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Chapter One Science: Perowne’s Unquestioned Faith
 
In Saturday, McEwan delineates an anxiety-ridden post-911 society, where itsprotagonist Henry Perowne becomes a numb witness and a horrified spectator in theface of the constant threat of terror. The human nature of pursuing certainty andcontrol prompts the atheistic Henry to cling to science as a secular faith, in which hecould find consolation. His job as a neurosurgeon makes him a secular god in the eyeof his patients and their relatives, which also grants him the sense of control andpower. Therefore, medical knowledge grants Perowne the respected title as DoctorPerowne and the luxurious lifestyle, and gives him the sense of certainty and control,which he could hardly find in the post-911 world.In addition, science also provides an explanatory system in favor of him. Byresorting to science, the suffering of others bothers him less since the impoverishedothers could be merely reduced to genetically-flawed ones. As a member of theprivileged, Perowne frees himself from any empathy or responsibility for thoseunlucky fellow human beings since their bad luck has nothing to do with hisprosperity. They are unlucky due to the inheritance of a bad gene. Baxter is just thecase. Instead of giving him his empathy, Perowne could only treat him with anoperation. Perowne‘s apparently benign actions thus emphasize the blind spots ofprivilege and the incapacity of human empathy.Science thus is Peorwne‘s unquestioned faith against a world of chaos and hisown sense of guilt.
 
1.1 A Sense of Certainty and Control against a World of Chaos
Saturday depicts a world seemingly teetering on a precipice. From the flamingplane and the anti-Iraq War demonstration, which allude to 9/11 to the home invasionin the end, the novel aims to show that the protagonist‘s privileged and satisfactorylife is threatened and destabilized by countless forces both in a global and a personalscale.Written right after the events of 9/11, Saturday is full of the 9/11 allusions. Thenovel is set on 15 February 2003, the day of the international protest against the Iraqwar and the largest demonstration in the history of the British Isles. The openingscene of Saturday witnesses a burning plane heading to Heathrow, which immediatelyreminds both the protagonist and the readers of the two hijacked planes crashing intothe World Trade Centre. For many people, like Perowne, the events of 9/11 likenightmares hover over their consciousness, rendering them with a state of anxiety anda sense of looming threats. Perowne ponders ―It‘s already almost eighteen monthssince half the planet watched, and watched again the unseen captives driven throughthe sky to the slaughter…Everyone agrees, airliners look different in the sky thesedays, predatory or doomed‖ (McEwan, Saturday 16). Responding to the Septemberattacks, McEwan concludes in his article ―Beyond Belief‖: ―Like millions, perhapsbillions around the world, we knew that we were living through a time that we wouldnever be able to forget. We also knew though it was too soon to wonder how or whythat the world would never be the same. We knew only that it would be worse‖(McEwan, Beyond Belief 1). No one could escape the impact of 9/11 and eachindividual‘s private life is experiencing a potentially direct and destructive strike.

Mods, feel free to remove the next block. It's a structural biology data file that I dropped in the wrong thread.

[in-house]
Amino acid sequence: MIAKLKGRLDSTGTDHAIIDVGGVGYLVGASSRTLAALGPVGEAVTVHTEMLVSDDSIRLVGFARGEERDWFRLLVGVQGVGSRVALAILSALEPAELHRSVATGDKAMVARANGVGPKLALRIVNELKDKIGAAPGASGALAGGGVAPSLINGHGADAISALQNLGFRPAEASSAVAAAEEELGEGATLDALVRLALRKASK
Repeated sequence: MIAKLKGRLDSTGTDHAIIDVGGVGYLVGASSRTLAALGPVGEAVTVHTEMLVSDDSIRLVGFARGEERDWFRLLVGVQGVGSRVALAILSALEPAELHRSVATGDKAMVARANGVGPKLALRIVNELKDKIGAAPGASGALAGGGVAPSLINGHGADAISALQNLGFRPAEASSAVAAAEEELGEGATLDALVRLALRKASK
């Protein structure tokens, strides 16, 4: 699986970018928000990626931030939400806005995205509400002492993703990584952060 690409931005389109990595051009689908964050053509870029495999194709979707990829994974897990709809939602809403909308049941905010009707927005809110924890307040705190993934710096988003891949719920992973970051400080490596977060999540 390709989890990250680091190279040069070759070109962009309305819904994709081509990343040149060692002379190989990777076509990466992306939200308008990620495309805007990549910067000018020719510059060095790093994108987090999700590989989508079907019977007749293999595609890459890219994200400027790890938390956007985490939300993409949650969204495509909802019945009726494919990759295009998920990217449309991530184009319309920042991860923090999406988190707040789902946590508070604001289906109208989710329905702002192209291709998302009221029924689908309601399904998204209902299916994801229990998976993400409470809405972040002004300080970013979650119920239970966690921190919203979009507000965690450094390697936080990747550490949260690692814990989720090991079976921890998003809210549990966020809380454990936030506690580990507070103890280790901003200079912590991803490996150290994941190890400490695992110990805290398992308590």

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1.2 An Explanatory System in Defiance of His Sense of Guilt
It is noteworthy that at the end of the novel, when ruminating on his day,Perowne shows a firm claim on the importance of the genetic heritance for the fate ofany human being. He thinks, ―it can‘t just be class or opportunities—the drunks andjunkies come from all kinds of backgrounds‖— it must be ―down to invisible foldsand kinds of character, written in code, at the level of molecules‖ (McEwan, Saturday281). Such claim immediately brings to us what has been called the evolutionarypsychology by which, Perowne has been greatly influenced. Evolutionary Psychology(EP) is a growing field within psychology that looks at the human mind and behaviorthrough the lens of evolution. It tells us that our thoughts and behaviors evolvedbecause they served a purpose in the environment in which we evolved - anenvironment far different from that which we live in today. Thom Dancer concludes―This is the case with Henry‘s desire to see everything through the lens of a kind ofDarwinian materialism.‖(214). In this way, Perowne could ―depreciate the role ofculture and feeling‖ (Dancer 214) while clinging only to the scientific explanation ofhuman fates—genes. This makes him an absolute ―professional reductionist‖(McEwan 2005, 281), whose ―training and specialization inevitably lead him tobiological formulations rather than political or socioeconomic ones‖ when heconsidering the issue of the haves and have-nots (Tim Gauthier 18).
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Chapter Two Literature: The Secular Transcendence and Its Redemptive Power.......19
2.1 An Umbilical Bond Forged by the Shaping and Sharing of Stories .....20
2.2 A Space for Moral Imagination and Empathy.........24
Chapter Three From The ―Two Cultures to The ―Third Culture ..........28